The key event in One Hundred Years is the terminal mill workers' strike of 1982. The last in a long series of strikes over 100 years, the industrial action of '82 signaled the demise of the entire industry. Numerous economic and political explanations have been given for the strange denouement that took place. This is the first time we hear from the people at the picket lines themselves. The voices are clear and articulate, personal and analytical, and, most of all, intensely lived. The interviewees are primarily communists, some leaders, others union members, all of them ex-mill workers, with the single exception of a mill owner. The lens through which events are remembered is decidedly leftist. Yet, the multiplicity of the voices, and the anecdotal nature of the testimonials create a robust and well-rounded account, one that a strictly academic Marxist analysis could not yield. The oral approach allows us to understand an ambiguous figure like Dr Datta Samant with all his contradictions. We are also privileged to get a working class perspective on the rise of an opportunistic and eventually sectarian force like the Shiv Sena.

Adarkar and Menon's questions take us back to history. Indeed, there are still 1.3 million working class residents of the area, many of them former mill workers. Indeed, a majority of the mills have shut down permanently. And indeed, greedy eyes covet the area. How did we get here, Adarkar and Menon ask. The authors have resurrected the name Girangaon, something that encompasses a way of life. This is the core of the book. Using the experiences of Girangaon's citizenry, the authors provide the reader with an account of the political, economic, social and cultural history of the area. The dominant trajectory is the history of the left movement in the 20 th century development of the mill industry. The transcribed testimonials provide us with memories going back to the 1930s, the years when the communist movement found a natural constituency in Girangaon.

The community of Girangaon is given a complete treatment. The picture emerges of an exploited working class developing social relations in natural as well as contingent ways. A wonderfully vibrant cultural scene also emerged, centred around theatre and music. Communism played a major part in raising class consciousness, but despite ideological dogma, we get a glimpse of an organically whole community in perpetual conflict with the government and the capitalists. The struggles literally began at home, where sometimes 30 people were expected to live in a single room according to their work shifts. We read moving accounts of the struggle that pervaded every aspect of daily existence. Through many voices we hear of the historical progression of events: the colonial period, the communist heyday, independence, communal riots, the decline of the communists in the late-'50s, the rise of Congress unions, the Shiv Sena, and the eventual capitulation of the mill labour movement into the disastrous hands of Datta Samant.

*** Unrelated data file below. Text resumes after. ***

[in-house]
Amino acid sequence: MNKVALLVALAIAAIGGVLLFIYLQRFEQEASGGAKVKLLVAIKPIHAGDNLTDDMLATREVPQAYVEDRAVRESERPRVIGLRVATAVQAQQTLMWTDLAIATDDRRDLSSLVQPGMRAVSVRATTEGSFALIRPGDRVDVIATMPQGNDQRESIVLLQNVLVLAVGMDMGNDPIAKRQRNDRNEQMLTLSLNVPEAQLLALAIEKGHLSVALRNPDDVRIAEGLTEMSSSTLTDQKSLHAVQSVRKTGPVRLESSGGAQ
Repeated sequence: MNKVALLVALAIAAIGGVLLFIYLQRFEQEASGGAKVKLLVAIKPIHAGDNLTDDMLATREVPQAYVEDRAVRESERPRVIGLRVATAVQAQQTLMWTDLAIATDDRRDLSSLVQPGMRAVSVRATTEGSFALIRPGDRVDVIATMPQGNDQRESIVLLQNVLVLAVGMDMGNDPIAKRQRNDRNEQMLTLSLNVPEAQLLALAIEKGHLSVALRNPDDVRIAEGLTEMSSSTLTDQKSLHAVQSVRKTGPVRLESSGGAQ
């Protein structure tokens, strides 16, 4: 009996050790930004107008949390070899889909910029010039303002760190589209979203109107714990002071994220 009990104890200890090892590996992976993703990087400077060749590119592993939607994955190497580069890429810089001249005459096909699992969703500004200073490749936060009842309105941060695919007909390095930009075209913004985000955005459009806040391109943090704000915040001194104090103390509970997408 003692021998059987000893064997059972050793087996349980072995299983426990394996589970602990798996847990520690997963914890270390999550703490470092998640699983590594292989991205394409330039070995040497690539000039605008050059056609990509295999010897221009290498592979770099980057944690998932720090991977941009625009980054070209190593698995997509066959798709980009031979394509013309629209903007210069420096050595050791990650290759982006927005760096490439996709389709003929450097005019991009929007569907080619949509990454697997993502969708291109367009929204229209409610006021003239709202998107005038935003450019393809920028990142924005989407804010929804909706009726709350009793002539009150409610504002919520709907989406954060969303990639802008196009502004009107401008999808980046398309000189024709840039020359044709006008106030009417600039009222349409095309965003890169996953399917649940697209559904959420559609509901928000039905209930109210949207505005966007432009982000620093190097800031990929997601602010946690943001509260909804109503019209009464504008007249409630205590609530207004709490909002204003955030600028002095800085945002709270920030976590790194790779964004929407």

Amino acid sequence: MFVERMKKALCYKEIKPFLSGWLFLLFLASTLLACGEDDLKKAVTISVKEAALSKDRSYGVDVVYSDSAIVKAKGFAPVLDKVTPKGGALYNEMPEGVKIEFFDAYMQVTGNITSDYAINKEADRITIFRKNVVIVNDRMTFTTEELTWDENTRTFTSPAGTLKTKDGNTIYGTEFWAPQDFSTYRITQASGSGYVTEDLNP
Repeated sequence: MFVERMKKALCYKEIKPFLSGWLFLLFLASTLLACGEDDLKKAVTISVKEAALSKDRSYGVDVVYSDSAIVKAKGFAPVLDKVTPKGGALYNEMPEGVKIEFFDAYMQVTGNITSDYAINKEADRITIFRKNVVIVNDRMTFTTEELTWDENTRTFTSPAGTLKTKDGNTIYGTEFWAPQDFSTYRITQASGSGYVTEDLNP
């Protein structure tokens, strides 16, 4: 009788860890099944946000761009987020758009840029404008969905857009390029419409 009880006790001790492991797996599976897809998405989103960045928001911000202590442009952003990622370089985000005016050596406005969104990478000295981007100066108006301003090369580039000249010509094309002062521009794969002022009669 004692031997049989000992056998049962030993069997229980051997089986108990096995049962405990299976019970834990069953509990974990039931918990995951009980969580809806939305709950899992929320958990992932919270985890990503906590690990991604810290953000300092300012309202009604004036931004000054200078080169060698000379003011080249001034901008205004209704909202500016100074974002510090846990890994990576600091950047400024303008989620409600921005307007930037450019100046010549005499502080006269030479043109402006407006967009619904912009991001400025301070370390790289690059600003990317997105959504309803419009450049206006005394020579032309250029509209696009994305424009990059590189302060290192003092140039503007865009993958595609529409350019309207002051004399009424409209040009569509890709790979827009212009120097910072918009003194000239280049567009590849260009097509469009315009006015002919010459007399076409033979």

Ultimately, the value of One Hundred Years lies in its oral historical approach. It allows the reader to trace different trajectories through the wealth of material. The starting point is simplicity itself: "... if one believes that people are the motive force of history, then this is a history that needs to be told," write the authors in the Preface. It may be appropriate to describe the methodology as a post-modern historiographical approach in that it simultaneously requires the reader to create the fabric from the various strands, even while it resists, and even denies, the possibility of any monolithic institutional hold on the history of Mumbai's textile mills and that of its people.

(Sanjay Iyer is an independent writer and teacher based in Pune)

InfoChange News & Features, September 2004